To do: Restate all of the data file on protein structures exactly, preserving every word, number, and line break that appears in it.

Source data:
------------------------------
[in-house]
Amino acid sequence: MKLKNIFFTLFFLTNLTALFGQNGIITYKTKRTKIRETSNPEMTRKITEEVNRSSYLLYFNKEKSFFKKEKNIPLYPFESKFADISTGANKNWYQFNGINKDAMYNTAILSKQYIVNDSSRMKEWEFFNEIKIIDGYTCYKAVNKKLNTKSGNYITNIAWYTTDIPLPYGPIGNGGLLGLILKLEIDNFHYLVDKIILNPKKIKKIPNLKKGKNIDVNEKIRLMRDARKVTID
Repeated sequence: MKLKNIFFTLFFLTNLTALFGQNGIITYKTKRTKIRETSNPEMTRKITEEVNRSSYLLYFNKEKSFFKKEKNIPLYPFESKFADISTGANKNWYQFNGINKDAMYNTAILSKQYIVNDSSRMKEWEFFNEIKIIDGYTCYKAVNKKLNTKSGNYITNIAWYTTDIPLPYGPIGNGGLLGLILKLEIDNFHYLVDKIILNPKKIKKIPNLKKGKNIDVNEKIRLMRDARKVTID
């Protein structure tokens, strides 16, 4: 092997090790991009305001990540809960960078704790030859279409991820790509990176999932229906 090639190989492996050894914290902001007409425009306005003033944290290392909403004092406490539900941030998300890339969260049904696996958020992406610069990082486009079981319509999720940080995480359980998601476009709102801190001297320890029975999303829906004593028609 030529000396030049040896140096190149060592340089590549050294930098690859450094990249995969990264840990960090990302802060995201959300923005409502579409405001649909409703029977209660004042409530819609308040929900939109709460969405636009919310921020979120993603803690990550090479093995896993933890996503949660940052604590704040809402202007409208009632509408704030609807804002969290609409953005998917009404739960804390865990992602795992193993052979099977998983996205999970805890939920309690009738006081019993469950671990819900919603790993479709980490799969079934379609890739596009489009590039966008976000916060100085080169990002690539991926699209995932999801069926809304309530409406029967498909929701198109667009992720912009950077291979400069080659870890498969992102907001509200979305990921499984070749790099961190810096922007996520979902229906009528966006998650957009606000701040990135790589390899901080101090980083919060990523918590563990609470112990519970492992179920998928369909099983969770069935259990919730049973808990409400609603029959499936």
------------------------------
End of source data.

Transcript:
[in-house]
Amino acid sequence: MKLKNIFFTLFFLTNLTALFGQNGIITYKTKRTKIRETSNPEMTRKITEEVNRSSYLLYFNKEKSFFKKEKNIPLYPFESKFADISTGANKNWYQFNGINKDAMYNTAILSKQYIVNDSSRMKEWEFFNEIKIIDGYTCYKAVNKKLNTKSGNYITNIAWYTTDIPLPYGPIGNGGLLGLILKLEIDNFHYLVDKIILNPKKIKKIPNLKKGKNIDVNEKIRLMRDARKVTID
Repeated sequence: MKLKNIFFTLFFLTNLTALFGQNGIITYKTKRTKIRETSNPEMTRKITEEVNRSSYLLYFNKEKSFFKKEKNIPLYPFESKFADISTGANKNWYQFNGINKDAMYNTAILSKQYIVNDSSRMKEWEFFNEIKIIDGYTCYKAVNKKLNTKSGNYITNIAWYTTDIPLPYGPIGNGGLLGLILKLEIDNFHYLVDKIILNPKKIKKIPNLKKGKNIDVNEKIRLMRDARKVTID
């Protein structure tokens, strides 16, 4: 092997090790991009305001990540809960960078704790030859279409991820790509990176999932229906 090639190989492996050894914290902001007409425009306005003033944290290392909403004092406490539900941030998300890339969260049904696996958020992406610069990082486009079981319509999720940080995480359980998601476009709102801190001297320890029975999303829906004593028609 030529000396030049040896140096190149060592340089590549050294930098690859450094990249995969990264840990960090990302802060995201959300923005409502579409405001649909409703029977209660004042409530819609308040929900939109709460969405636009919310921020979120993603803690990550090479093995896993933890996503949660940052604590704040809402202007409208009632509408704030609807804002969290609409953005998917009404739960804390865990992602795992193993052979099977998983996205999970805890939920309690009738006081019993469950671990819900919603790993479709980490799969079934379609890739596009489009590039966008976000916060100085080169990002690539991926699209995932999801069926809304309530409406029967498909929701198109667009992720912009950077291979400069080659870890498969992102907001509200979305990921499984070749790099961190810096922007996520979902229906009528966006998650957009606000701040990135790589390899901080101090980083919060990523918590563990609470112990519970492992179920998928369909099983969770069935259990919730049973808990409400609603029959499936």